Review of GM Smirnov’s ‘Winning the Middlegame’

Quick Look

Middlegame courseWinning the Middlegame

Topic: middlegame, specifically pawn structure and pawn play

My Take: a good resource for intermediate players, but nothing completely new

Length: About three hours of lectures, roughly 100 practical problems

Buy it here.

In Depth

Finally!  GM Smirnov hadn’t released a new course since 2013.  Yes, RCA had released several smaller courses, but they were done by guest GMs and were of much less quality.  Fear not, this is 100% Smirnov: not other GMs, not English voice-overs, just Smirnov.

Even better, this course deals with the middlegame, which is the one weak link in Smirnov’s syllabus.  His opening course is great, his endgame course is very good, but his only middlegame course, Your Winning Plan, is a bit more abstract.  I found it a lot harder to implement it in practice.

This course helps bridge that gap.  It takes the middlegame, perhaps the hardest and most complex phase of the chess game, and makes it completely understandable.  More than that, you know exactly what you should look for in any position, which is rather incredible.  Often, we get bogged down because there are so many options, so many tempting moves.  Smirnov’s course helps us zero in on the one or two moves that really matter.

If you’ve studied any of Smirnov’s other courses, you know roughly what to expect.  First, he gives us a very general outline of middlegame strategy.  It’s only four things, four key points to remember, and they flow in a logical order.  He then spends the rest of the course going deeper into these points, so we fully understand them.

Winning the Middlegame focuses mainly on pawn play, so when and how to move your pawns and how to evaluate the pawn structure.  You likely already know most of the content here: doubled pawns, isolated pawn, weak pawns, etc.  None of this information is new, but Smirnov explains it in a fantastic way that really makes it click.

For instance, how exactly do you attack doubled pawns?  Smirnov gives us a position with the following pawn structure, asking us how we’d hit White’s weak pawns:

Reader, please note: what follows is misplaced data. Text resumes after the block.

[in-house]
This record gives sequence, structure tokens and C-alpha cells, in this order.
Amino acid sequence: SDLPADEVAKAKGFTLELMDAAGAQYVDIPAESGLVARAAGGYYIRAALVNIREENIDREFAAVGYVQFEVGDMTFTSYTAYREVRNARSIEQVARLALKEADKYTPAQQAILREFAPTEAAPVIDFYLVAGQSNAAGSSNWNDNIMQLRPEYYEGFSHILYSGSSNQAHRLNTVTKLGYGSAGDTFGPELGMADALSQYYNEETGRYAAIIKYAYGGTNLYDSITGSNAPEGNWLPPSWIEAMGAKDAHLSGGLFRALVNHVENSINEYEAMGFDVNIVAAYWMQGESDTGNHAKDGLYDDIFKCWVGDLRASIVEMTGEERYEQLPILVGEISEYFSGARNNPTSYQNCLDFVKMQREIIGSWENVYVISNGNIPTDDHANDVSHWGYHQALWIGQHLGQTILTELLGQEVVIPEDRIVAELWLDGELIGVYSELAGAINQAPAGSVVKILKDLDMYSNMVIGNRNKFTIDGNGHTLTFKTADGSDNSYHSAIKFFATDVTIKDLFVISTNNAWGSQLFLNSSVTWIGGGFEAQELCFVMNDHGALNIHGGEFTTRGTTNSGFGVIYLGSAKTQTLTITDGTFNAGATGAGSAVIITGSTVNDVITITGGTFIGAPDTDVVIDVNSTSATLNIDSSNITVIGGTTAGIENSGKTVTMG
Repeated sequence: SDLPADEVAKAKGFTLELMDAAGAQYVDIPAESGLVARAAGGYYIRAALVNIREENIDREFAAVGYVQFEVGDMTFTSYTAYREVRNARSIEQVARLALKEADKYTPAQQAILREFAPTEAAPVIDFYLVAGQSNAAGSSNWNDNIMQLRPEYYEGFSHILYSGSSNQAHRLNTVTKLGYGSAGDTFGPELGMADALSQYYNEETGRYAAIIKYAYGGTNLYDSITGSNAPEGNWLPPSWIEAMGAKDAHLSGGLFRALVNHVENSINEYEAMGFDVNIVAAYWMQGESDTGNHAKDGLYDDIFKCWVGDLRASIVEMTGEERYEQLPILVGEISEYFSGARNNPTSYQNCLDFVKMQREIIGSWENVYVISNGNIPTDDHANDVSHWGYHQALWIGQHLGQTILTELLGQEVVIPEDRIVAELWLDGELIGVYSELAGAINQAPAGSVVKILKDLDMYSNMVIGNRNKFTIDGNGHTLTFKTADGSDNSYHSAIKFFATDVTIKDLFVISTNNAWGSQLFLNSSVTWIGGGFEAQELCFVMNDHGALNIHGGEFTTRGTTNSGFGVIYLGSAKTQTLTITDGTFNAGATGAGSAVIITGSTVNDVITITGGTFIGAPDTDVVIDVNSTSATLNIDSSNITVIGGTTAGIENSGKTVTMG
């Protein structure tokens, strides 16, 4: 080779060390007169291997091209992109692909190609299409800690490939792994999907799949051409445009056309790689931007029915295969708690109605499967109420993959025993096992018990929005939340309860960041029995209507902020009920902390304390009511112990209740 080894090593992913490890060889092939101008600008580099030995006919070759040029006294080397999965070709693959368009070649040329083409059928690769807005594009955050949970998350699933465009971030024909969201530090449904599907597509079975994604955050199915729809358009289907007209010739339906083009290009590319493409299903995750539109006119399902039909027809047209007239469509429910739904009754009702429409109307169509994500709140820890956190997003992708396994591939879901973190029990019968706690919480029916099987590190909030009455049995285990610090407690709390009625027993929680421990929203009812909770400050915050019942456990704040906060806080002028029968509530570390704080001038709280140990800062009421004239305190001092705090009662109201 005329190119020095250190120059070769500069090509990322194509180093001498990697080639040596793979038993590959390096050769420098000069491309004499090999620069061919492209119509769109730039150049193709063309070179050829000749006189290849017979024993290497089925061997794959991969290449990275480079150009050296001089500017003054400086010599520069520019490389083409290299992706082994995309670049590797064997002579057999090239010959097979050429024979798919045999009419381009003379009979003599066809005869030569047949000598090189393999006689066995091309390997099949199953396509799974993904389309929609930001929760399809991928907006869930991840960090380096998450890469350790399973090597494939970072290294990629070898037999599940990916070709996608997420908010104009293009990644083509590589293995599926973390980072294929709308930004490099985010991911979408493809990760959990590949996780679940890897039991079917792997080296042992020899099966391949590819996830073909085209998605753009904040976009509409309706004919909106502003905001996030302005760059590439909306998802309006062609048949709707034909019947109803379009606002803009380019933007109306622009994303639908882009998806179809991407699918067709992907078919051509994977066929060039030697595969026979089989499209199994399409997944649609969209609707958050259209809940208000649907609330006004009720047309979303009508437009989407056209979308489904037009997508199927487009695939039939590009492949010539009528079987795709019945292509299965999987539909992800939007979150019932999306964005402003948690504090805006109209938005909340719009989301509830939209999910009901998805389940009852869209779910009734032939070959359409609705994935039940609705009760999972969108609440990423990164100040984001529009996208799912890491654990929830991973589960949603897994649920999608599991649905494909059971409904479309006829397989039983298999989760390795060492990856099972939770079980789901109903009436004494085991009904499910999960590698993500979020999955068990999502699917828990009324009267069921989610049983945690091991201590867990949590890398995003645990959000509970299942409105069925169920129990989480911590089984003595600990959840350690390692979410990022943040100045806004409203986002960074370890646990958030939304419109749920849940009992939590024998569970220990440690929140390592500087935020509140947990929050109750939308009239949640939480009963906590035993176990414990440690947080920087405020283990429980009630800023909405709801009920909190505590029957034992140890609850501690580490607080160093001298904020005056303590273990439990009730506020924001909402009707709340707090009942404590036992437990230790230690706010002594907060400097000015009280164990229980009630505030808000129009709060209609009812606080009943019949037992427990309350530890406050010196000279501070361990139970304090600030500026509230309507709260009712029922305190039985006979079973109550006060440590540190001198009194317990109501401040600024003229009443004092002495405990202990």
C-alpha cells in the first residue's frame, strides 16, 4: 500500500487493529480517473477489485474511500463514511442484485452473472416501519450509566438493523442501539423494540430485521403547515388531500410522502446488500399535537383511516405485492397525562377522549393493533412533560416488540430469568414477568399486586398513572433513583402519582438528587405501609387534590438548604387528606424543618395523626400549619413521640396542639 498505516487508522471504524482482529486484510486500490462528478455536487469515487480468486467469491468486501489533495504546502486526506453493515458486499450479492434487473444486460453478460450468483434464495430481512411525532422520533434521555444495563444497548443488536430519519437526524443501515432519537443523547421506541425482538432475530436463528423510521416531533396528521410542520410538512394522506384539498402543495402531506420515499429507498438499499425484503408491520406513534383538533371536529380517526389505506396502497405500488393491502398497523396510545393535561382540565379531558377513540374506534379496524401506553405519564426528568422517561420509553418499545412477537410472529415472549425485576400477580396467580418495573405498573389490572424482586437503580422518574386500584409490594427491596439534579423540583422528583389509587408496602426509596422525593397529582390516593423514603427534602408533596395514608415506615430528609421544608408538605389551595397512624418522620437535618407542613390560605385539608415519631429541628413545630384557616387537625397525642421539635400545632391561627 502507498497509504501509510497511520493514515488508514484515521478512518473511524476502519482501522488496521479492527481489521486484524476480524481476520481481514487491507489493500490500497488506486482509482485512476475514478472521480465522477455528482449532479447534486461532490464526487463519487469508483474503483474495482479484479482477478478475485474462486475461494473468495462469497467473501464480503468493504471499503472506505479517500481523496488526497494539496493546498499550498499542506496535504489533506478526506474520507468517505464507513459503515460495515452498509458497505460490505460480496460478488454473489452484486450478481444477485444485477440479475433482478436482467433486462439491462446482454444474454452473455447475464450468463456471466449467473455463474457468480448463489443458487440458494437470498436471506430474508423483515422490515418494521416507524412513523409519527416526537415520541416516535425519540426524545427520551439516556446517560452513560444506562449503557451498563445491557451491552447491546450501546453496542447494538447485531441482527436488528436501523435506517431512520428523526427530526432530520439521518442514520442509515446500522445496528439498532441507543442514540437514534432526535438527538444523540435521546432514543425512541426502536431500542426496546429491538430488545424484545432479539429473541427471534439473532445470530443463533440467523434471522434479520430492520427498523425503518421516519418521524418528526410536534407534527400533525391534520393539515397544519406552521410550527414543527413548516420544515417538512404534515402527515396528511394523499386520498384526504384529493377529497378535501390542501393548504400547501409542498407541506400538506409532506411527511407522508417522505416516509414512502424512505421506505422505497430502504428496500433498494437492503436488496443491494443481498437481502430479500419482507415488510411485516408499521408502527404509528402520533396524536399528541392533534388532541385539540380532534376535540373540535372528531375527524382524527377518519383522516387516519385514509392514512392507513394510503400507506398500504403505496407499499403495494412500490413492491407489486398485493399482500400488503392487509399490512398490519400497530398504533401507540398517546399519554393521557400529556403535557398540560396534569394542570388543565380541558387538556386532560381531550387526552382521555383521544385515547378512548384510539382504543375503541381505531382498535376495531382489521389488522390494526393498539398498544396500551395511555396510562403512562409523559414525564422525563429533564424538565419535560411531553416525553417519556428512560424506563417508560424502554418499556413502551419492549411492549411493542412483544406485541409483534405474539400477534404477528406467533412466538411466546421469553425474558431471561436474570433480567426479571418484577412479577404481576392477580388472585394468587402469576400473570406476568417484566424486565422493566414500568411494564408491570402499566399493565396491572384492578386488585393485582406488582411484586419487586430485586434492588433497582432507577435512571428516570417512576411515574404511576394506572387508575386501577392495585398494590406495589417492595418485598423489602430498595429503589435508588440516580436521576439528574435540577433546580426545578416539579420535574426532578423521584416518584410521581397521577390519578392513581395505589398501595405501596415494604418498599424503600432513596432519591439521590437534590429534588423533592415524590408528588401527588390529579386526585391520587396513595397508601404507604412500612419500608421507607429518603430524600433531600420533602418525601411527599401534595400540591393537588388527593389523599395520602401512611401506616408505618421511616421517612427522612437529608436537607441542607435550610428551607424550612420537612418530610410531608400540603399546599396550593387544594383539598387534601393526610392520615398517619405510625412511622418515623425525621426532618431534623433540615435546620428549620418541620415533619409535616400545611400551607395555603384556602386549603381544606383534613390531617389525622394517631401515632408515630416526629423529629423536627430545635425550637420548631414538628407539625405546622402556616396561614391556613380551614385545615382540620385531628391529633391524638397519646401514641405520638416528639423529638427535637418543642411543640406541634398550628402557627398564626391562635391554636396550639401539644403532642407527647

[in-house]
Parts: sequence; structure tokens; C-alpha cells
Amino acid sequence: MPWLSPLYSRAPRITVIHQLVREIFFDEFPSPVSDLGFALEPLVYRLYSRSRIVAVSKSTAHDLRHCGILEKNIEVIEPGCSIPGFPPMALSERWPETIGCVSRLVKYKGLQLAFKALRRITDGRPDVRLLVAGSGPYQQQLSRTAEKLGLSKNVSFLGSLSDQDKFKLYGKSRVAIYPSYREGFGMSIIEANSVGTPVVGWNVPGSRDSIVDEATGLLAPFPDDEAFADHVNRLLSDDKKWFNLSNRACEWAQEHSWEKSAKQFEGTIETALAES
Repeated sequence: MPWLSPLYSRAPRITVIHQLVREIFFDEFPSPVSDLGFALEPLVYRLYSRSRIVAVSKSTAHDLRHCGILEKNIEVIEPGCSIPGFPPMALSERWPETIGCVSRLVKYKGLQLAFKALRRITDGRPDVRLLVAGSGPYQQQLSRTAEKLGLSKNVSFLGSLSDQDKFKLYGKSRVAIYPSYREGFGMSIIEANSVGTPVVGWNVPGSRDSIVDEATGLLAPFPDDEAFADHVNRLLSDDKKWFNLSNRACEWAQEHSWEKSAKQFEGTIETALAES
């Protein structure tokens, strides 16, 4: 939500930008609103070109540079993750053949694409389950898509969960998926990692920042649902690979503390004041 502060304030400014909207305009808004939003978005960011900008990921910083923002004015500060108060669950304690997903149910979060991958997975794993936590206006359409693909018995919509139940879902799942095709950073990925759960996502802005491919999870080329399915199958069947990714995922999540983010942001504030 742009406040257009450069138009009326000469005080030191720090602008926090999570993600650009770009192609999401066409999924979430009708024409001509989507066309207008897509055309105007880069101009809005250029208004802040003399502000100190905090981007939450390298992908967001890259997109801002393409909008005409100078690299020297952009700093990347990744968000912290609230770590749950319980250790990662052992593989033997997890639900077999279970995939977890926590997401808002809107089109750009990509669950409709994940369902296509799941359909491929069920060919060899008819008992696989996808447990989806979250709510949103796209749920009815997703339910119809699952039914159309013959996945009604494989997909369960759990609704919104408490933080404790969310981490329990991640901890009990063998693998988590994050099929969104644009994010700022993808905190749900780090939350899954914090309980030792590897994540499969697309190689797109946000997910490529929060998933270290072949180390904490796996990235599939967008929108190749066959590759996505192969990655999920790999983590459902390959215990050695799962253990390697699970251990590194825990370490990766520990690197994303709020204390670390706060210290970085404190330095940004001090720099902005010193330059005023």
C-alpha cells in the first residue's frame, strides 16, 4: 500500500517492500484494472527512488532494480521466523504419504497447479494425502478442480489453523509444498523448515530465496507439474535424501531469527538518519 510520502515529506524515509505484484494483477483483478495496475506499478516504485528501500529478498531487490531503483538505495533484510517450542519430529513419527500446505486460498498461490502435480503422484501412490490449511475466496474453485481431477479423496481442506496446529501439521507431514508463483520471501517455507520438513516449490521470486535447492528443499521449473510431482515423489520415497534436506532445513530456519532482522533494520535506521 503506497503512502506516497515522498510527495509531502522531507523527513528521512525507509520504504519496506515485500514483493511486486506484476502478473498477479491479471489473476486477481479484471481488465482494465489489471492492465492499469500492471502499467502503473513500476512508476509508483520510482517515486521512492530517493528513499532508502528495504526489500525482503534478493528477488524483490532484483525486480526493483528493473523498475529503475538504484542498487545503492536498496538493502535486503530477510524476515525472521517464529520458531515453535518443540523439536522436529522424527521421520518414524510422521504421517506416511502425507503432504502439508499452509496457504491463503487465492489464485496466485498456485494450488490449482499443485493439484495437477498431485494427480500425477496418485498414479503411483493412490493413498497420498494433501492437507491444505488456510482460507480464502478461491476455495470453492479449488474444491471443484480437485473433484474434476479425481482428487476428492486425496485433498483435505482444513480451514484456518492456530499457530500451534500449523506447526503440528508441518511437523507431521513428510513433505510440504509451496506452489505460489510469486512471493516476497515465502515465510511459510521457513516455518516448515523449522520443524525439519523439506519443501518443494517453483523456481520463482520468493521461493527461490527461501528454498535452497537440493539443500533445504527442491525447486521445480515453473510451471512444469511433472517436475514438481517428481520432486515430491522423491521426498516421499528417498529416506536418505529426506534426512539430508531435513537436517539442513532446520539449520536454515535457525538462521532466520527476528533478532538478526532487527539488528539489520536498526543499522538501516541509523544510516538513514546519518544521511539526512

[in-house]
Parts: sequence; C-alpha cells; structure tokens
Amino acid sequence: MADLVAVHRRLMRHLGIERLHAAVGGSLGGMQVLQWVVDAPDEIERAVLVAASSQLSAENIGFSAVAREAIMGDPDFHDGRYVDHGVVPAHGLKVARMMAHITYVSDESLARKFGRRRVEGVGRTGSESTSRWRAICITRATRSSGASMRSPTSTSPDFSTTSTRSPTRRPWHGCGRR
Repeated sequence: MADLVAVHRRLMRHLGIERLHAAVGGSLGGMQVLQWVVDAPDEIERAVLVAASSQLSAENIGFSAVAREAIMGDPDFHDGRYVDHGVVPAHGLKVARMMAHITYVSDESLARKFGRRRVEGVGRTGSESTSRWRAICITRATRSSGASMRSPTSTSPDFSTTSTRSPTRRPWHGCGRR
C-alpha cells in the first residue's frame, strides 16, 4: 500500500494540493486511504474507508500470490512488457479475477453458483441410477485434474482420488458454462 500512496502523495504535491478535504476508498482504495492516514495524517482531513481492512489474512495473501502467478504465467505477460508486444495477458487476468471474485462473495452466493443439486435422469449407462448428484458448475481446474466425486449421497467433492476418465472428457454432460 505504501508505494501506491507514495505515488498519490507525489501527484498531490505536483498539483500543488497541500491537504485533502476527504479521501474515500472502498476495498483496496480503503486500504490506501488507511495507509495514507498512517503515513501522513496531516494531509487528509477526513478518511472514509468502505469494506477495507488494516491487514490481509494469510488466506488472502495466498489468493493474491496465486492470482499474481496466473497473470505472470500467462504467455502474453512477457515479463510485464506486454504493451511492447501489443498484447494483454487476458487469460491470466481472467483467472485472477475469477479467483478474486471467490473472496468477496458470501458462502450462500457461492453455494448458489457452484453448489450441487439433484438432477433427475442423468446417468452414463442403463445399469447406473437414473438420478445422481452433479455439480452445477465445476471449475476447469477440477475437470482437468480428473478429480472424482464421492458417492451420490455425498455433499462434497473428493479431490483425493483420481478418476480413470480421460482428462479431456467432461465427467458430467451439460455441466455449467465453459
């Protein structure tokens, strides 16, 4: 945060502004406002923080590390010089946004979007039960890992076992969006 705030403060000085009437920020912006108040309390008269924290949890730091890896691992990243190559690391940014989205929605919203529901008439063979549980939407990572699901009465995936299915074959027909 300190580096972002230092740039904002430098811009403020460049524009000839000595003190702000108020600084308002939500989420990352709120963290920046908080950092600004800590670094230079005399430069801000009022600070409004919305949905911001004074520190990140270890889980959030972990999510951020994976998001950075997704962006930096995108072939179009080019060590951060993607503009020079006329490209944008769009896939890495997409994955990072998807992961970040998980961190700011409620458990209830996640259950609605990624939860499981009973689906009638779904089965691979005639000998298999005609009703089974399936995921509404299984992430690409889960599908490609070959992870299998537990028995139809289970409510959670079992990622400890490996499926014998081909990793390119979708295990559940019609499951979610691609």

Doubled pawns are weak.  We know this, we’ve heard it a thousand times, but how can you take advantage of the above pawn structure?  All the pawns defend each other.  Black could put pieces on virtually any square he wants and still not make a dent in White’s position.  I know I’ve been frustrated by such setups, and I’ll never forget Smirnov’s simple plan for playing against it.  It really works.

Smirnov doesn’t have secret chess knowledge that no one else has.  Rather, his gift is getting us to fully understand the basics, to appreciate the little things that no other chess coach can.  He explains the rules with such crystal clarity that you can’t forget them, and he puts them in a system that lets you use it in your games right away.

I enjoyed this course very much, but as a 2100+ player, I didn’t learn a whole lot of new things.  This is the first RCA course designed specifically for the 1400-2000 player.  Indeed, the lower your rating the more you’ll get out of it.

I would say it’s greatest strength is teaching us how to play the middlegame when you can’t attack.  In my 1800 days I struggled with this, and I notice most of the sub-2000 players I face have the same problem.  If they can attack the King, they are fine, but if they can’t then they are lost.  Having a detailed, step-by-step plan for dealing with these situation is essential for chess improvement.

This great strength, though, is also its greatest weakness.  Pawn play is the only thing this course covers in any depth.  Most people associate the middlegame with attacks against the enemy King, and this course barely touches this subject.  There’s a lot known about attack, with multiple books written on this subject alone, and it’s given precious little attention.  True, most players are far better at attacking than taken advantage of premature pawn moves, but it would be nice to see even a small lesson on it.

Finally, this course only deals with open and semi-open positions.  There is nothing on dealing with blocked or cramped positions.  There is some talk about pawn chains, but it’s more QGD structures than French or KID structures.  My biggest weakness is playing in cramped positions with interlocking pawn chains, and there’s nothing in this course that helps that.  [Though, to be fair, there is a lot of coverage about this in Your Winning Plan, but it seems a curious omission for a course mostly based around pawn structures.]

In the final analysis, this is a good middlegame course, maybe even a great one, but it doesn’t cover everything.  If you are beyond intermediate level, I’d wager you could safely skip this, unless you really suffer in positional middlegame positions.  If you are more intermediate range, you will get much more value.  I’d say sub-1700 would be the perfect target audience.

If you are a beginner, if you haven’t studied a GM Smirnov’s course before, I’d recommend GM Secrets (under 1400) or GM’s Positional Understanding instead.  Those two courses are the perfect introduction to Smirnov’s style of teaching, and they will both improve your middlegame play as a bonus.

Once again, GM Smirnov’s greatest strength is making us fully understand the simple truths of chess.  If you’ve read multiple chess books and haven’t been able to make it work in your own games, then this course might do the trick.

You can check it out here.

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